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Pandora's Lab: Seven Stories of Science Gone Wrong

4.17  ·  Rating details ·  4,006 ratings  ·  593 reviews
What happens when ideas presented as science lead us in the wrong direction?

History is filled with brilliant ideas that gave rise to disaster, and this book explores the most fascinating—and significant—missteps: from opium's heyday as the pain reliever of choice to recognition of opioids as a major cause of death in the U.S.; from the rise of trans fats as the golden ing
Kindle Edition, 288 pages
Published April 4th 2017 by National Geographic
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Petra-Eggs Sunny Side Up
I've finished the book. It's really brilliant and very thought-provoking. I don't usually write summaries, but for this one I will because it is so interesting and so few people read in this genre. Eugenic is the most personally chilling to me.

1. Opium (view spoiler)
Mario the lone bookwolf
Seven examples to learn from how not do give many inspirations of how humankind could mess things up in the future. DDT, transfats, E-cigarettes, eugenics, vitamin C, nitrogen, lobotomy, etc all seemed fair for its days but stupid to barbaric in hindsight.

One must say, to humankind's defense, that some of the mistakes couldn´t be foreseen and that good intention had a bad outcome nobody can be blamed for, especially regarding the right balance between the overuse or ban of DDT or how to have a h
Feb 08, 2019 rated it really liked it
Spangler Science GIF - SpanglerScience GIFs

For the most part, I really enjoyed this book. However, there is one negative for me and it is a big one, knocking this off the 5 star shelf down to 4. I'll get the reason for it out of the way first, and then let you know why I mostly loved it.

The title is misleading. Maybe that doesn't sound like enough of a reason to warrant chipping off an entire star from the rating, but here's why: When a large portion of the American public distrusts science and the scientific process, saying the book is
Feb 09, 2018 rated it did not like it
This is by far the longest review I’ve ever written, but I feel like it is my responsibility, as a scientist interested in education, to fully express the degree to which this book is problematic and misleading. The premise of Pandora’s lab is to discuss ‘surprising’ examples of ‘science gone bad.’ There are many issues with this, but one of the biggest is that if you have read other science books or listened to pretty much any podcast, you will already be familiar with most of these stories, to ...more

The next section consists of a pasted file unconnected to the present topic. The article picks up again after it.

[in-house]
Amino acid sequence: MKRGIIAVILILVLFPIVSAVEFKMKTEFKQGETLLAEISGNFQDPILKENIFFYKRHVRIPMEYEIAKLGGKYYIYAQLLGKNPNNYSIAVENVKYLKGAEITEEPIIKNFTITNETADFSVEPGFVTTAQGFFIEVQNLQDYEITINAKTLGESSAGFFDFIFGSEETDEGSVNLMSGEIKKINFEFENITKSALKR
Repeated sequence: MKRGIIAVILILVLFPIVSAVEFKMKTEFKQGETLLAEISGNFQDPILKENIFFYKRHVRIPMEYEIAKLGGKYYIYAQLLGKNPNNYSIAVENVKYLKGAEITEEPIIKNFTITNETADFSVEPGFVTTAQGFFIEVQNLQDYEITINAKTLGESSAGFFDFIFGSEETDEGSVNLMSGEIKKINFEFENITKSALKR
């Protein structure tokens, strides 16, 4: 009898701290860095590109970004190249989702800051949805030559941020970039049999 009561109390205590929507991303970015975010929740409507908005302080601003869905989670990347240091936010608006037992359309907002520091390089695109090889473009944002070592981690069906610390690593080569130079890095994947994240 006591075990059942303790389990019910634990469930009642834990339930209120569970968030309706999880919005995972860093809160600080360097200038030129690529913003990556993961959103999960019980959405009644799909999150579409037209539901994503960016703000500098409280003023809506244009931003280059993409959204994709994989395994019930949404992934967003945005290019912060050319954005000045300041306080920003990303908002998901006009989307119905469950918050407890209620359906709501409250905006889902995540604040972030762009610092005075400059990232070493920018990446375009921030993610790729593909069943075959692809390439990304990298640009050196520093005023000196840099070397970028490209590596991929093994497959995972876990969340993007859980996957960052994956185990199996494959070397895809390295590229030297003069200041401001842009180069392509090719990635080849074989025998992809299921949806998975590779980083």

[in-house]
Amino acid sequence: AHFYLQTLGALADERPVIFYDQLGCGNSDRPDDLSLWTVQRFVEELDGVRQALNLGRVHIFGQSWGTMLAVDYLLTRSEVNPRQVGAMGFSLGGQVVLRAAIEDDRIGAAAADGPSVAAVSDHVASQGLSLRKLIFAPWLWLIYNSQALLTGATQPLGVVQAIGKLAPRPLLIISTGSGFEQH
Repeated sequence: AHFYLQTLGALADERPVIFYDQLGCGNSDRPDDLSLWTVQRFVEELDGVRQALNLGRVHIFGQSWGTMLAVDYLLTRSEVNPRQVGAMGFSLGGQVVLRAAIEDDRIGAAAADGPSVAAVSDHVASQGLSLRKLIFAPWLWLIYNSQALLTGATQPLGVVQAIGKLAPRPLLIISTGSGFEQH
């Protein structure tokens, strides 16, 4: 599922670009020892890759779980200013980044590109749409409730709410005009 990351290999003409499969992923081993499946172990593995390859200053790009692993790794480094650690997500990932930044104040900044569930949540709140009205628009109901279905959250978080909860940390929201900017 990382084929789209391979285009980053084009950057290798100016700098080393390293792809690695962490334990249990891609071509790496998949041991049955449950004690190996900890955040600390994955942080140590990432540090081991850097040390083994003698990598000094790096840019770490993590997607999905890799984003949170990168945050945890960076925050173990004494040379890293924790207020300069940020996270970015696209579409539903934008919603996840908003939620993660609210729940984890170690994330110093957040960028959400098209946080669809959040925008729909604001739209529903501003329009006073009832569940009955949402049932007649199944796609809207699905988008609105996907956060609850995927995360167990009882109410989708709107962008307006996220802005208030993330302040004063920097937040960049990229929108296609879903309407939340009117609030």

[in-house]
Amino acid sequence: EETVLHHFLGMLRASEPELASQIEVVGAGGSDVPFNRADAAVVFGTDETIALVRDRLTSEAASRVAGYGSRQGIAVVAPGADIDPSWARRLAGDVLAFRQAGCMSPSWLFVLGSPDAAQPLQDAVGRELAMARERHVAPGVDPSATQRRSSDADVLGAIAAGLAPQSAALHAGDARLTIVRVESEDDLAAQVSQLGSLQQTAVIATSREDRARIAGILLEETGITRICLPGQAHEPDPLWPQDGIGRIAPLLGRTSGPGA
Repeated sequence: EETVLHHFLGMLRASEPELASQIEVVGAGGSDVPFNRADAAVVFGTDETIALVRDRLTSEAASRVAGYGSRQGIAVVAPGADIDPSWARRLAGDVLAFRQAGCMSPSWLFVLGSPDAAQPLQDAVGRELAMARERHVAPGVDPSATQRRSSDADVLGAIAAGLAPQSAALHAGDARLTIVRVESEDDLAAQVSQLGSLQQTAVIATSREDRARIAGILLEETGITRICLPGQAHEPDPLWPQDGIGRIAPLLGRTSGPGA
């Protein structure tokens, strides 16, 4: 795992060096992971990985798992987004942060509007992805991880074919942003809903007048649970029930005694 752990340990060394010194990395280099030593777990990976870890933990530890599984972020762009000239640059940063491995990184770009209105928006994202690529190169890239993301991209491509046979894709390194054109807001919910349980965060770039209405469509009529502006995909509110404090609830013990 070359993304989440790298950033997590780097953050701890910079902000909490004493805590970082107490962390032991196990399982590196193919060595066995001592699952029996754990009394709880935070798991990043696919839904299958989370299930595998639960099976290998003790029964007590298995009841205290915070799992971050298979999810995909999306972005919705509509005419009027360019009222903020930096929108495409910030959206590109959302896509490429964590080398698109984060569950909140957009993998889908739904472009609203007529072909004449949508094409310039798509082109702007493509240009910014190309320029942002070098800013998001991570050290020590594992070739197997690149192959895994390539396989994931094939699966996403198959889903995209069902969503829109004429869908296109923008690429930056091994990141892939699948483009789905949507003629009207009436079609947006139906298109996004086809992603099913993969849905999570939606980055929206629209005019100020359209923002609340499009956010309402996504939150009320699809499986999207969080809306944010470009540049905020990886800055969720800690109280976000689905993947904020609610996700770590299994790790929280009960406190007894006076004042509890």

4.5 stars. Let me start of by saying that I'm not a big nonfiction reader, so the fact that I'm giving this almost five stars definitely says something about how accessible and interesting the content is.

The author looks at different inventions, most of them well intentioned, which had unforeseen, detrimental sometimes even disastrous consequences. It reads like a who's who of Nobel prize winners. Although the discoveries and consequences are interesting enough, the author provides us with:
Sep 01, 2018 rated it it was amazing  ·  review of another edition
Eye-widening, well-told tales of science gone wrong, Pandora's box is not a harangue against science. I hate the war on science that is going on in the United States right now.This isn't that; it's a treatise on what goes wrong when "mostly" well meaning people promote pseudoscience to either make money, become famous, or out of willful ignorance.
The most horrific and poignant stories to me were the ones about forced sterilization and lobotomy that took place in the United States. Forced sterili
Sonja Arlow
5 fantastic stars

“History is the error we are forever correcting.” —Anthony Marra, The Tsar of Love and Techno”

From the noble fight to ease patient pain came destructive and highly addictive substances like morphine, heroine and OxyCotin.

From the desire to create more food for the world sprouted biological warfare and WW 2 gas chambers.

The humble study of genetic traits in peas gave birth to the USA eugenics program. In fact, this chapter succinctly outlines the fertile ground out of which Adol
Aug 30, 2017 rated it really liked it
This was an excellent book and not much to argue against or surprise, who's not against poison gas, heroin or lobotomy. But for me the most surprising chapter was on Rachel Carson's Silent Spring. I don't believe going into this book that anyone could convince me, a vegetarian, organic crop lover that DDT might be a good thing, but Offit actually did and that alone makes the book worth reading.
Mar 24, 2018 rated it really liked it
What an amazing educational resource! Offit writes in a no-nonsense, yet highly engaging way. I learned a lot from this and have already recommended it to two people. He provides great histories, strong data, and wraps up the "seven stories" with great rules about spotting fakes and charlatans.
May 28, 2019 rated it liked it  ·  review of another edition
Pandora's Lab examines seven scientific breakthroughs that ultimately lead us in the wrong direction, and considers what lessons we might learn from them so that we don't make the same mistakes again.